Peter Murphy, the managing director of Alex Fraser, told Quarry that while the plant has performed well in the past year, it is not without its challenges.

“This is a really challenging stream of material to process,” he said. “If anything, over the past 12 months the material has become more difficult to sort. The people working on the plant have done a great job of learning how to operate and maintain it efficiently. They’ve also been persistent at implementing incremental improvements to improve productivity.  This will continue over the next 12 months.

“We set a target of 100 tonnes per hour, and the material type makes this very challenging,” Murphy added. “We aren’t consistently there yet but it is improving and will continue to improve as we make refinements.”

The end product of the recycling plant is Alex Fraser’s “Green Roads” recycled sand, which is designed to directly replace quarried sand and reduce the need for trucking virgin sand long distances into Melbourne, substantially reducing heavy vehicle movements on congested roads.

The glass sand is used in road base and pipe bedding in metropolitan civil construction applications, and for the manufacture of energy-efficient, warm mix asphalt – notably the VicRoads-certified Glassphalt and PolyPave, generated by Alex Fraser’s recycled asphalt plant.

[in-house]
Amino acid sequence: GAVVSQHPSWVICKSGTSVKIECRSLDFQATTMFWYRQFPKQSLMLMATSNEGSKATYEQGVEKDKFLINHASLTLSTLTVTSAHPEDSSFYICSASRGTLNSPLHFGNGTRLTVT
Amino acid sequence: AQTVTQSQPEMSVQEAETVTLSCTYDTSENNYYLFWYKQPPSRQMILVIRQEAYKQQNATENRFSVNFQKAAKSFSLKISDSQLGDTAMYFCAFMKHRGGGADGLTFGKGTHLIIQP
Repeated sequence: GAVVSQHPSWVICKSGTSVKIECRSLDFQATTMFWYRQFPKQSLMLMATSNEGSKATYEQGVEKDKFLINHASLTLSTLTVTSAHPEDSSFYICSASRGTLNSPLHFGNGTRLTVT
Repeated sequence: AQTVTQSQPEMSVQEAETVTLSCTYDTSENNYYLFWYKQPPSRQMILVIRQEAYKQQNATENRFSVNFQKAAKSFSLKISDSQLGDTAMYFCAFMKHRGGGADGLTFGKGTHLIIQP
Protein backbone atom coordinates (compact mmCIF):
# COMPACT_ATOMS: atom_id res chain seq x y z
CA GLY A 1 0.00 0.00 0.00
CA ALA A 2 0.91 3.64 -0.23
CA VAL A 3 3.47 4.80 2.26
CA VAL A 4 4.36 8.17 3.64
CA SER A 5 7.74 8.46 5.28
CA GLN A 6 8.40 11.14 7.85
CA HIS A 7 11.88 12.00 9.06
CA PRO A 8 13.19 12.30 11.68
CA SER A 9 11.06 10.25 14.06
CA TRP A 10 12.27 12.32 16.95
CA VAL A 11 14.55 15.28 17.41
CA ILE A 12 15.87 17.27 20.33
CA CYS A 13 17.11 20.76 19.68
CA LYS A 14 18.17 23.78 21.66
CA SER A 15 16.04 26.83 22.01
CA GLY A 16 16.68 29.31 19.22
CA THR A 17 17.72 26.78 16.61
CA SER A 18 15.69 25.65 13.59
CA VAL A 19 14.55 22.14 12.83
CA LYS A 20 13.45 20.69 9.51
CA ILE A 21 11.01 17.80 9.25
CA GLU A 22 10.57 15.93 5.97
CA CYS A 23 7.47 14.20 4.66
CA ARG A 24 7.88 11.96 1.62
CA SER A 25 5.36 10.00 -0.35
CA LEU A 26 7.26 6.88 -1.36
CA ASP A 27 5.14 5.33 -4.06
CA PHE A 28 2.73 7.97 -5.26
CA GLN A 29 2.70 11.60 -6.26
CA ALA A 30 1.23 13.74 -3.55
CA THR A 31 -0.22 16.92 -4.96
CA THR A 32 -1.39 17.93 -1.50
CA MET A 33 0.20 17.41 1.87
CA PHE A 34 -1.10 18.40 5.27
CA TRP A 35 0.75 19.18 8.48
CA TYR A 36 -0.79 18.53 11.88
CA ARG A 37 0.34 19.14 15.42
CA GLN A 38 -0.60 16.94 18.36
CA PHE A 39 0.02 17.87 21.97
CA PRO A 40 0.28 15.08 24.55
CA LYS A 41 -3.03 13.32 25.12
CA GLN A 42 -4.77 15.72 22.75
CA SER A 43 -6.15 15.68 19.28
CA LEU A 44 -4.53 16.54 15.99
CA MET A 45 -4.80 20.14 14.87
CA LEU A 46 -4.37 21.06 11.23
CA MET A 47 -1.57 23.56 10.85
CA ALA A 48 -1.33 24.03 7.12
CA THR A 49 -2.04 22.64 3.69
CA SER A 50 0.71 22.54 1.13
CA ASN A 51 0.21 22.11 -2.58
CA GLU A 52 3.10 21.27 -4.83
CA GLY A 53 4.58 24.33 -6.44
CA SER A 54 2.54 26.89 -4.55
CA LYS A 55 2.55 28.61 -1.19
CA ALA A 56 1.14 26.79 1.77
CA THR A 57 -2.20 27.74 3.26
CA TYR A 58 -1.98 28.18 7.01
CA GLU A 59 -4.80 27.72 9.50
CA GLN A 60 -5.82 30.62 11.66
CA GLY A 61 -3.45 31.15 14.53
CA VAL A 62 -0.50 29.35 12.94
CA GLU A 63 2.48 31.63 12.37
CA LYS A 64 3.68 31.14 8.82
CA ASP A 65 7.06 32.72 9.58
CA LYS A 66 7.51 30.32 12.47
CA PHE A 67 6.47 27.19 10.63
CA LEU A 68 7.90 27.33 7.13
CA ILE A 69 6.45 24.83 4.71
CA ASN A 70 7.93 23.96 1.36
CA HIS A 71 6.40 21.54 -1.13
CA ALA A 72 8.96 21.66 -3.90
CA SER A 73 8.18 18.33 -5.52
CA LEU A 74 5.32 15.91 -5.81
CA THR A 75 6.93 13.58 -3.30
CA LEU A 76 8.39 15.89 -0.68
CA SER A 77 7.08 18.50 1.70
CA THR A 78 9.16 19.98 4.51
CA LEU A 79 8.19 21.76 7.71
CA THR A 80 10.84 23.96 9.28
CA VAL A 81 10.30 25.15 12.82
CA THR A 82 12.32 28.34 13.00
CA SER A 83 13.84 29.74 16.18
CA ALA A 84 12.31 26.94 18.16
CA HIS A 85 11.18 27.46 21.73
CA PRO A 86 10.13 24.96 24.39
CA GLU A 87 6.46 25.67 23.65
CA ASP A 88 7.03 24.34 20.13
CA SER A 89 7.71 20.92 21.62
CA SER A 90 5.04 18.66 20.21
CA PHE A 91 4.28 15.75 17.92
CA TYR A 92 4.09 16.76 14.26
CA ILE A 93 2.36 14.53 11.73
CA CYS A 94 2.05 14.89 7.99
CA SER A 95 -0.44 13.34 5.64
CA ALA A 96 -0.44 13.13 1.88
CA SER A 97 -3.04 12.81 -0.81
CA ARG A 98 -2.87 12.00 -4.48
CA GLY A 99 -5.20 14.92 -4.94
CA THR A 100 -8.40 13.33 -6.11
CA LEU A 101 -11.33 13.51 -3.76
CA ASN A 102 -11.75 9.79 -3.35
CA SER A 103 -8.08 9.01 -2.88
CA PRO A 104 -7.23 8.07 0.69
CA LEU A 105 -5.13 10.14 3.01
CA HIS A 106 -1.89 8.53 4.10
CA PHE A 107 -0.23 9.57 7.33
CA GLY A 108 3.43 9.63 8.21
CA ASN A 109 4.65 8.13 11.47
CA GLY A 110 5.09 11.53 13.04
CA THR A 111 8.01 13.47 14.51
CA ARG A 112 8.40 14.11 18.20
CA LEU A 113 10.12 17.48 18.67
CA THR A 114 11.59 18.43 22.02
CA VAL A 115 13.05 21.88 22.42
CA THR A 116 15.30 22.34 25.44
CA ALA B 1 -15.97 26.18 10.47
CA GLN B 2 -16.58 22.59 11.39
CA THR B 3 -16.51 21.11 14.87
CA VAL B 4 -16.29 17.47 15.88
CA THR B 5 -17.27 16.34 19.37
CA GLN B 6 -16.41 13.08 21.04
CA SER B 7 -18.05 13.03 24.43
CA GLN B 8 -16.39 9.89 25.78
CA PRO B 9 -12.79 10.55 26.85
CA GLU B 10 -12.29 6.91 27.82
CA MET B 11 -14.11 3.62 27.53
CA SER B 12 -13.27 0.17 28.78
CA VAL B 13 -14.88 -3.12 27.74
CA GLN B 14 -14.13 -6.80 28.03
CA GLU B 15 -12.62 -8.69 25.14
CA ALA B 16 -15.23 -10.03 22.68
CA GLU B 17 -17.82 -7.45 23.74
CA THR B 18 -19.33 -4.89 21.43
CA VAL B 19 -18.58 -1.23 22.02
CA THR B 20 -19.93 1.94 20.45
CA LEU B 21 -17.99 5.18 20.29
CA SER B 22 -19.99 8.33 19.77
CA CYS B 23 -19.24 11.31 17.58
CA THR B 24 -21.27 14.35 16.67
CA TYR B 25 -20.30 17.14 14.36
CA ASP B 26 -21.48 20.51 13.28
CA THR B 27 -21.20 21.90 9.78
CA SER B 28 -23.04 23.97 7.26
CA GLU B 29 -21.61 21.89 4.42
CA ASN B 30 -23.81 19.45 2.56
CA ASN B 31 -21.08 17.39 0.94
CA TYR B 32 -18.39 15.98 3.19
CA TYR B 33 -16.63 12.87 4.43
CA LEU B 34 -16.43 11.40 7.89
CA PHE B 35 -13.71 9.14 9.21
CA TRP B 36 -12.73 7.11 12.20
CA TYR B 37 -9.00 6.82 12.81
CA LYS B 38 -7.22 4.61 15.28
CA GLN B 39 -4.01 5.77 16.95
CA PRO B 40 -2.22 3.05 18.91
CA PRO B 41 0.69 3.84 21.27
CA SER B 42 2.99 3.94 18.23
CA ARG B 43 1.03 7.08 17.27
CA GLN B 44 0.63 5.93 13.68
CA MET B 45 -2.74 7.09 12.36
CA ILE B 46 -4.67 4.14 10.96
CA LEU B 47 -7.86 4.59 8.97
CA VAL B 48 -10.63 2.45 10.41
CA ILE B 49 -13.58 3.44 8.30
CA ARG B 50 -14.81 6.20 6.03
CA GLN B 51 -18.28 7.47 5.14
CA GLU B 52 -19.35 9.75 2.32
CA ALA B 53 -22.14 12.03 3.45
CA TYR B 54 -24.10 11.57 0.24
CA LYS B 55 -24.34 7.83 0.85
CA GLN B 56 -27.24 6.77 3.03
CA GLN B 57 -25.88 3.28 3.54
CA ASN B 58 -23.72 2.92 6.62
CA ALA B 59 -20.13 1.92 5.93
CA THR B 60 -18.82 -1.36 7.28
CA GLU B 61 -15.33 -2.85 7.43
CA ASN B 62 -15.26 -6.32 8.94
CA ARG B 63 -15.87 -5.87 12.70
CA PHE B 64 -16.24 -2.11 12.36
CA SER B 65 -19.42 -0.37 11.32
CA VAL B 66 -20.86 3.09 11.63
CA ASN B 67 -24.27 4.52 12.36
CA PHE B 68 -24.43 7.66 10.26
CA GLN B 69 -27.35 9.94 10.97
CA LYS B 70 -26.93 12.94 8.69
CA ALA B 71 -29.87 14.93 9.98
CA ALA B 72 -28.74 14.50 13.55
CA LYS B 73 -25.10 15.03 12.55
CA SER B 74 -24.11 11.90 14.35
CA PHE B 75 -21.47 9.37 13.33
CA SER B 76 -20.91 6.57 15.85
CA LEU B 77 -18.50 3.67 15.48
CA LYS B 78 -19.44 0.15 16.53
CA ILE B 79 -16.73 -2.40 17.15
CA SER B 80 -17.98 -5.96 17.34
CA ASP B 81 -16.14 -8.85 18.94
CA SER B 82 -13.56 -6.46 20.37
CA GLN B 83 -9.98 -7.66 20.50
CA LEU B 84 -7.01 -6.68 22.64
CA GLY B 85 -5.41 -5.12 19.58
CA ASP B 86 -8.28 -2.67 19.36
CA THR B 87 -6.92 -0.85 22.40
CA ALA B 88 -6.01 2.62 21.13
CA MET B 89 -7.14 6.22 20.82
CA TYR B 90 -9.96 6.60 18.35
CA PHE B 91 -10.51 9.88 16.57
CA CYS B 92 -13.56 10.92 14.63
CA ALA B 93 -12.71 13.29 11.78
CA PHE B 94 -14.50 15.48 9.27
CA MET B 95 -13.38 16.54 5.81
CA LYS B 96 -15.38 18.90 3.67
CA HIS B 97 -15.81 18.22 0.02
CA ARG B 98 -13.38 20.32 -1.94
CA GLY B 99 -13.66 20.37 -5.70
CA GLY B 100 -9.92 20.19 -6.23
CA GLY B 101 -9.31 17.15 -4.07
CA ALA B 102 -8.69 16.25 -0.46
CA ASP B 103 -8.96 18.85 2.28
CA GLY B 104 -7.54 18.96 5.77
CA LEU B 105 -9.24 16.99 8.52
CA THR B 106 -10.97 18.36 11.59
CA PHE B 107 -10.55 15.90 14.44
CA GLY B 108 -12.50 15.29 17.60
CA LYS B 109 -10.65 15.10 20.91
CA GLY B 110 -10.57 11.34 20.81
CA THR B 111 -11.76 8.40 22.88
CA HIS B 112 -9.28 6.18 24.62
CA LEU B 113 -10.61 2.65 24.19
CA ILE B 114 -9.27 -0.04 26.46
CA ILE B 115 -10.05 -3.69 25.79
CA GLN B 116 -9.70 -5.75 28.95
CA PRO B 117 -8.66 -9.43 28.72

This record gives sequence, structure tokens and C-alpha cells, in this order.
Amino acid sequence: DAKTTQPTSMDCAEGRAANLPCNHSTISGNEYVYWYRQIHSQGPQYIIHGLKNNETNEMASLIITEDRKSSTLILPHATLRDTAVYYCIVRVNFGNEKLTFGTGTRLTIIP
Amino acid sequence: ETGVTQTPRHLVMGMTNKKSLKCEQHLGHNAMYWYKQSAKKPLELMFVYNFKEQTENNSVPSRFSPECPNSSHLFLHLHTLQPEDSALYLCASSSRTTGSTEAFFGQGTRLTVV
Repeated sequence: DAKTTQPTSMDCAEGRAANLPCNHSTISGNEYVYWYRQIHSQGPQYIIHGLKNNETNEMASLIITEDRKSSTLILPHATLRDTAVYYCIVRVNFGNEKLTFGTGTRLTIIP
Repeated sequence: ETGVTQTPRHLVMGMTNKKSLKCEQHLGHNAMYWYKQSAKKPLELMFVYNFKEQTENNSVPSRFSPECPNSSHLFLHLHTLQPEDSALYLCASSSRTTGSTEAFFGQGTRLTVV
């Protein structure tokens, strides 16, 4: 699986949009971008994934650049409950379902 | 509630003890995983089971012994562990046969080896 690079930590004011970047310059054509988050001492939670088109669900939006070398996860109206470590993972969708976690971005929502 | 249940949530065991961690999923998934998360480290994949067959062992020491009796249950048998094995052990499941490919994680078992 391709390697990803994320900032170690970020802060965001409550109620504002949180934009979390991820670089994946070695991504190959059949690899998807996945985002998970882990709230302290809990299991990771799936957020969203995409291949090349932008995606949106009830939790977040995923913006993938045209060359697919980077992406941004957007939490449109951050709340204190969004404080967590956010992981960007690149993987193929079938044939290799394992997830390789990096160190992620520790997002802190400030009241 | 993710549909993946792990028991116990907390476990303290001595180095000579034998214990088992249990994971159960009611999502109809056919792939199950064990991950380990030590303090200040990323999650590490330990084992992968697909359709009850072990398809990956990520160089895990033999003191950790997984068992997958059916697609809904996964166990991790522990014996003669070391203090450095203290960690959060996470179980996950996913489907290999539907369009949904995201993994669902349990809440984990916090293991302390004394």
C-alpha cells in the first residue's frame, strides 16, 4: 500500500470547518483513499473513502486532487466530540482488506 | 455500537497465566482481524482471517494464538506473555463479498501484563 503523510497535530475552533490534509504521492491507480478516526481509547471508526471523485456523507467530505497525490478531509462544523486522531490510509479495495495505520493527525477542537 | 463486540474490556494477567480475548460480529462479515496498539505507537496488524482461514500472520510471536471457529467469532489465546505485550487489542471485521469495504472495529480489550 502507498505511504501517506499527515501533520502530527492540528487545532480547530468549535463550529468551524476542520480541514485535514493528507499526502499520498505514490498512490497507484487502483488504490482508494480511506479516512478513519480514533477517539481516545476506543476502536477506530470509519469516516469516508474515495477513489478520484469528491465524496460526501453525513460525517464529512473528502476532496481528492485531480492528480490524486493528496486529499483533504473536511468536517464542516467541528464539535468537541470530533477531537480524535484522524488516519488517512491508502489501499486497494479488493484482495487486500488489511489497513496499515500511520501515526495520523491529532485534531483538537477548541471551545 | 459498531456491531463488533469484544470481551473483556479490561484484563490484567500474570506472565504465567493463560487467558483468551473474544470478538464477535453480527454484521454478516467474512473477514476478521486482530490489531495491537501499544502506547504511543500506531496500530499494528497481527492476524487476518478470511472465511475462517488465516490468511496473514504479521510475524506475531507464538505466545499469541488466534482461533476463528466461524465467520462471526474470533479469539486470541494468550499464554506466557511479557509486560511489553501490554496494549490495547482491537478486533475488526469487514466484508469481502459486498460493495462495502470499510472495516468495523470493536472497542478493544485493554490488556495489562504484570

The bespoke 875 square metre glass recycling plant at Alex Fraser’s Laverton North plant processes up to 100 tph of glass waste, which is cleaned as part of the manufacturing process.


Like its glass recycling counterpart, the 40-metre high sustainable asphalt plant, designed and installed in conjunction with global asphalt equipment manufacturer Ammann Group, was the result of an intensive global assessment of asphalt production technology. The plant produces high quality materials using recycled content as its main input and only supplements virgin materials where necessary. Instead of raw materials being trucked in from up to 100 kilometres away, Alex Fraser Group’s raw materials come from a mere 100 metres away.

Unlike the bespoke glass and sustainable asphalt recycling plants, Laverton North’s C&D recycling facility has been relatively conventional, operating much like any other plant set-up that would be found in a regular quarry – but it is nonetheless still an important contributor to the Laverton site’s output. Indeed, the C&D plant has in recent years set records – in May 2019, it despatched more recycled products than in any other single month in its first decade of operation.